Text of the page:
Threads are pulled and stretched, woven and tied to create tasselled figures which are hung on strings around three sides of the stage. This is all done through dance, not for a minute does the choreography cease. Representing androgynous figures of various hues, they are made and re-made, sacrificed and re-born.

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Louise Bourgeois as inspiration?

Between the frenzied lunges, the quizzical stares and determined gazes, are still points where one dancer watches, one rests and the third consults a burnished oil drum of a console-cum-oracle which doubles as cauldron (Macbeth’s as many witches?) and womb.

The complex vocabulary is thankfully often repeated allowing us the chance to re-watch, to become reacquainted with the subtleties and intricacies of the interlocking bodies as they hastily group and re-group, hesitating for a suspended moment to breathe collective life into their puppets with fronded fingers – each a wondrous moment.

After maybe 30 minutes, the rushing around starts to tire a little, the on-going dullness of light, and seeming repetition occasionally results in a sort of heaviness, but this does not detract from the choreographic artistry. There is a section where one character appears to go a little wild, choosing a white doll instead of a grey, then apparently sacrificing herself when thwarted, before being pulled out by the others and reunited. It was unclear what exactly was taking place.

In this show there is a combination of recognised steps and gestures entwined in a new and inspiring form. The Spinners is simulating and thought-provoking.

 

Stick By Me

Stick By Me, Andy Manley, Ian Cameron and Red Bridge Arts, Scotland. Dance Base. 3 – 26 August 2018 (not Mondays). Children’s dance theatre.

Charming, delightful, inventive. These are the words that come to mind on watching Stick by Me, a dance show for 3 – 6 year olds created by Ian Cameron and Andy Manley who previously came up with White which won a Fringe First and other accolades in 2010.

One man-child is dressed in a neat blue jacket with his shirt buttoned right up to the throat. He sits in the middle of a pale blue dance lino, the edges of which delineate his space and out of which he is not allowed to step (very cleverly done – you’ll have to see the show to find out how!).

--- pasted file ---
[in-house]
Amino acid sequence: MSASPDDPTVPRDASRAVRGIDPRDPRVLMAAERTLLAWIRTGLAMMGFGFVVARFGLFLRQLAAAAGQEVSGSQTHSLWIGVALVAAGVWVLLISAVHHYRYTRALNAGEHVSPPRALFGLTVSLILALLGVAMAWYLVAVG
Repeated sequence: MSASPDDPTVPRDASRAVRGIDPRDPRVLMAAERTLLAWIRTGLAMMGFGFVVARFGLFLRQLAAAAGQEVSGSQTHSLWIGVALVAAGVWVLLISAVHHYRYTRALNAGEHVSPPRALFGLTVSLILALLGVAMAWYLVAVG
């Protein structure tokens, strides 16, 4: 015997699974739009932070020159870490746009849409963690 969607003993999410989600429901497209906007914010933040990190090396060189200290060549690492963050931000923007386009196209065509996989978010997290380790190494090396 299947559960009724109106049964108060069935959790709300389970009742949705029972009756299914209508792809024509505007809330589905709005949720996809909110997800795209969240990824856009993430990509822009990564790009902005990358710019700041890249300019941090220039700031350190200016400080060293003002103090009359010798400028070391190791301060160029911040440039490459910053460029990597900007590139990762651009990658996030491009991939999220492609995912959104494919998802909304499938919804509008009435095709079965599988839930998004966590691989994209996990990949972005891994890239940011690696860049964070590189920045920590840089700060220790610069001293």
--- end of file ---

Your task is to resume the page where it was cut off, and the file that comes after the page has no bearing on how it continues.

In his playroom, he has minimal props: a school table and a chair from the infant’s classroom, countless rolls of tape, a cardboard box and an orb of see-through plastic. Like all youngsters he can create fantasies from the simplest things, using what he finds around him, and mostly that’s wooden lolly sticks. Inventive and unpredictable, the stories he plays with them and they with him are the stuff of innocent imagination.

The soundtrack is immensely important – directing our feelings, giving voice to the sticks, moving us through myriad emotions. The easy piano and percussion, the electronic soundscape of kisses and farts is an intrinsic part of the show, like his mind-music, like a non-verbal version of himself.

Initially, Andy Manley utilises mime and facial expression in particular, with subtle, simple movements of a single finger. As the show progresses, he fills the stage with modest movement: guileless walking, unsophisticated running. He is agile, not by any means looking like a traditional dancer, always focused, embodying the kid within. On and off the chair he climbs, corner to corner he capers until, close to the end, he dances a smooth solo, looping and folding, light in his centre, a gentle sort of joy.

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Alan Manley – man-child

The audience is with him throughout, experiencing his disappointments, buoyed up with his exaltation, relishing his discoveries, and when he exits we are sad to see him go and we want him to come back so we can keep on playing together.

Suitable for children 3-6 years old.